Friday, December 5, 2008

Una rosa por otro nombre. . .

Moving plans have finally been cemented, and I have a one-way ticket with my name on it. I'm really, truly moving to Mexico. Soon.

Though the nation has progressed in numerous ways in the last several decades, Mexican mail service is still notoriously third-world. So, we've got a P.O. Box just on the other side of the border. It's small place; a few bars, gas stations, last-chance-Mexican-auto-insurance offices, a trailer park, and the post office. Both and the maps I've seen refer to the town as "Lukeville", but when we stopped there on our way through over Thanksgiving, the sign on the post office wall said "Gringo Crossing". I noticed that several other signs in town had the same name. I asked my husband about it, and he didn't have any illuminating information on the subject. Oh, where is the fount of Arizona history minutia when you need one?

Maybe "Gringo Crossing" is an older name? I can understand why you'd change it; it sounds like something out of a lame western, and "gringo" isn't exactly a compliment. It's an ugly name, but intriguing in its overt tackiness. Part of me is tempted to give out my new mailing address as Gringo Crossing, precisely because it's so awful. I assume the mail will still get there, since we rely on the ZIP code more than anything else. Yes, tempting.

Lola is NOT a gringo, no matter where she crosses the border.

Tuesday, December 2, 2008

La vida nueva

I spent the fall break with my husband in our shiny new Mexican home, and exploring the most beautiful beach I've ever experienced. I arrived late Friday night, in the dark, and promptly fell asleep. I woke up on Saturday tangled in the sheets on our huge king-sized bed with the filtered morning sun coming in on me, and indulged in leftover sparkling juice and chocolate truffles from the night before. When my husband got home from the office (he works half days a few Saturdays a month) we went to the playa and I played in the clearest, softest little waves in the world (that's subjective). My husband turned to me and said, "Well, welcome to your new life!"

And so it is. I don't have a job and I have no present plans to even apply for a work visa, so I'll be spending my unemployed days writing, researching, and playing in the Sea of Cortez. Life is rough, wandering the tide pools at dusk.

Lola feels justified in taking a break.

Monday, November 17, 2008

La ironía

This event I'm about to narrate happened last week, the night of the day of my last post, but I still think it's funny and so I'm going to share it anyway.

We had yet another event to celebrate here in the sótano last week: my friend La Rusa's divorce was finalized, finally. She's been trying to two long years to sever her life from that of her shiftless, cheating, alcoholic, paranoid-schiz now-ex-husband, and he's been fighting her on it all the way. Normally I'm a proponent of marriage, but not when it mires the involved parties in misery. Now she's free to move on with her life and find someone who treats her right, appreciates her mind and spirit and loves her completely (she's a catch). As my suegro observes, "There are things in life worse than death, and things in marriage worse than divorce".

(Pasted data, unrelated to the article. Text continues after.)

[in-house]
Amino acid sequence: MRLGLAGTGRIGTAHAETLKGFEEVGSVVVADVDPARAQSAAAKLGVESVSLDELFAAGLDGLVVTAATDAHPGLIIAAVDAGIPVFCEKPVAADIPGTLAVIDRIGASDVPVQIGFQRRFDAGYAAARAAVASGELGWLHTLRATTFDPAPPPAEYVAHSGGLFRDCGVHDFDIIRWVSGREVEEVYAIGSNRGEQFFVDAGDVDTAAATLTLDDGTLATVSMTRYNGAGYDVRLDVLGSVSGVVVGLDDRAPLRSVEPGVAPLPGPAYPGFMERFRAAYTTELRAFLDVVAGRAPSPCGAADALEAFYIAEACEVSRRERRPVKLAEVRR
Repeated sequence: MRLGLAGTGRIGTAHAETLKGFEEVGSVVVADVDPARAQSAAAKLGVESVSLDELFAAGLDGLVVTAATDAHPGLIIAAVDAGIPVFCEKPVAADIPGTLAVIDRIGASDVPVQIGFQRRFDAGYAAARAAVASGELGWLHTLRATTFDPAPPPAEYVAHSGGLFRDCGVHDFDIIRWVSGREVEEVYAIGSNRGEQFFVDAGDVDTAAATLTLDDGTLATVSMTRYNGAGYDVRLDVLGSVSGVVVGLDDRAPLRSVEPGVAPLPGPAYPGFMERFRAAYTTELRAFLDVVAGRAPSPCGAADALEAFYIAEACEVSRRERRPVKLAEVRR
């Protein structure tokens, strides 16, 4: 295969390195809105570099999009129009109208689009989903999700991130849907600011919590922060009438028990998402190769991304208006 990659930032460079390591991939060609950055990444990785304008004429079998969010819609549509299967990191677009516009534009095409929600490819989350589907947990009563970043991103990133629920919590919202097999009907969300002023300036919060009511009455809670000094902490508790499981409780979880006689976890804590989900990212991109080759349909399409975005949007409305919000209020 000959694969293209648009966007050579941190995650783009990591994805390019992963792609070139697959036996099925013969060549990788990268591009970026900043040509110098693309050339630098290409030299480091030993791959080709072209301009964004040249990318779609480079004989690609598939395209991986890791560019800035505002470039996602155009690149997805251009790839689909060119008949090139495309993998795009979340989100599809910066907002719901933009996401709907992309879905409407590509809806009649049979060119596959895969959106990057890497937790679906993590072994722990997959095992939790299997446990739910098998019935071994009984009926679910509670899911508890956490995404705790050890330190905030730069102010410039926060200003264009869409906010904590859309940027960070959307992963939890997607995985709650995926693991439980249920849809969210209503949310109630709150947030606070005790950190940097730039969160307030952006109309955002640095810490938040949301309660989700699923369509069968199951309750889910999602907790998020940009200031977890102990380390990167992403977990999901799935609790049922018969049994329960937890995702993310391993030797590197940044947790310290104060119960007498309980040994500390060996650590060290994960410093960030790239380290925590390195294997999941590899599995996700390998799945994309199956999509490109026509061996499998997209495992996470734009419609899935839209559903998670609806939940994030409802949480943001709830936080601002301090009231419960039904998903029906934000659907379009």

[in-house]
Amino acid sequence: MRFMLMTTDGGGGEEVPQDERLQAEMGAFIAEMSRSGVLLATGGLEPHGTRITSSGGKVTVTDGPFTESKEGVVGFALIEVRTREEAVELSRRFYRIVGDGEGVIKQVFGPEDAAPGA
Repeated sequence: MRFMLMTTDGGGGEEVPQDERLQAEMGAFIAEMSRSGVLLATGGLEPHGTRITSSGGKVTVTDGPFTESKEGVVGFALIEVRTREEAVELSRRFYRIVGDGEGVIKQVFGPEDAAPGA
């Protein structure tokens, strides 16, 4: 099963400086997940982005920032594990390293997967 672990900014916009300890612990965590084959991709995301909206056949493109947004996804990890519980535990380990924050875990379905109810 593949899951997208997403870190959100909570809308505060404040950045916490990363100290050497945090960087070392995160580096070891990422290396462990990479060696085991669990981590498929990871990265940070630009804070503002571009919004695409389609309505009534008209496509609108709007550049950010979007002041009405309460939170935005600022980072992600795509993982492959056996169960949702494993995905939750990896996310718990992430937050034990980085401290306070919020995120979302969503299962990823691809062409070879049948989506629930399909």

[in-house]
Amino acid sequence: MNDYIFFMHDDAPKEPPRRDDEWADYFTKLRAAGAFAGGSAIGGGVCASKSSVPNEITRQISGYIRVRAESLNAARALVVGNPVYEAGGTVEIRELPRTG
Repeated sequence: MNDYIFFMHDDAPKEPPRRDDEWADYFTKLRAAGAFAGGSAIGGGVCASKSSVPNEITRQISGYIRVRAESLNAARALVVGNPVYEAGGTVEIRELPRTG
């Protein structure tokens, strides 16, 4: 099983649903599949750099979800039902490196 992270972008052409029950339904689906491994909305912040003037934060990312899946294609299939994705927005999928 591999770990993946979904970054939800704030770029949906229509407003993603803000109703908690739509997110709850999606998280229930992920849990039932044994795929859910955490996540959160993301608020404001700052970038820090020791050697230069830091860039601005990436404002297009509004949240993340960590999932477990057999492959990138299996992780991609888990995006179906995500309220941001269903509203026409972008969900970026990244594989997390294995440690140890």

Anyway, having been at her side these last two years of heartache and bank-breaking legal battle, I thought we should celebrate the occasion and so on Wednesday we went out to happy hour at a nice tapas bar down the hill. We ate too much and laughed like adolescent girls for a couple of hours, but afterward we both had to head back up to our offices in the sótano to attend to piles of ungraded exams. On the way back we ran into a colleague leaving the building, and she asked what we were so happy about. I told her we'd been out celebrating. She asked what the occasion was, and La Rusa laughed and said, "her anniversary and my divorce".

How's that for opposite ends of the celebratory spectrum?

Funny thing is, I don't feel like one is all that far removed from the other, at least in our cases. We were celebrating shared life with a wonderful man, and her now wide-open opportunity to find one for herself, more wisely this time. Call me cursi, but in their own ways, each situation is pinned to the hope of life-long companionship with someone who'll help us become better people, rather than damning our progress.

Lola is grateful for her marriage, and wishes her friends the same happiness.

Wednesday, November 12, 2008

Tres años

Today is my third wedding anniversary. I can't believe it's been that long. Then again, I've gotten to the point that some days I feel like we've always been together, that my life before my husband is vague and somehow less significant. I know that isn't true, because I had 29 years of mostly good and certainly jam-packed life before 12 November 2005. Sometimes I forget that he wasn't around for all of that, and I half-expect him to remember things that happened before we met.

Of course, this doesn't change our present geography. He's off in Mexico working at his new job, and I'm here in Colorado doing mine. I just finished teaching for the day, and am settling down for a day of extracting tokens from a corpus of spoken English. I suppose that's a sign that we're used to this marriage thing-- it's a special day, but it's still a day like any other in that we still have work to do and can't slow down except for a moment to say "I love you, and it's been a great three years so far".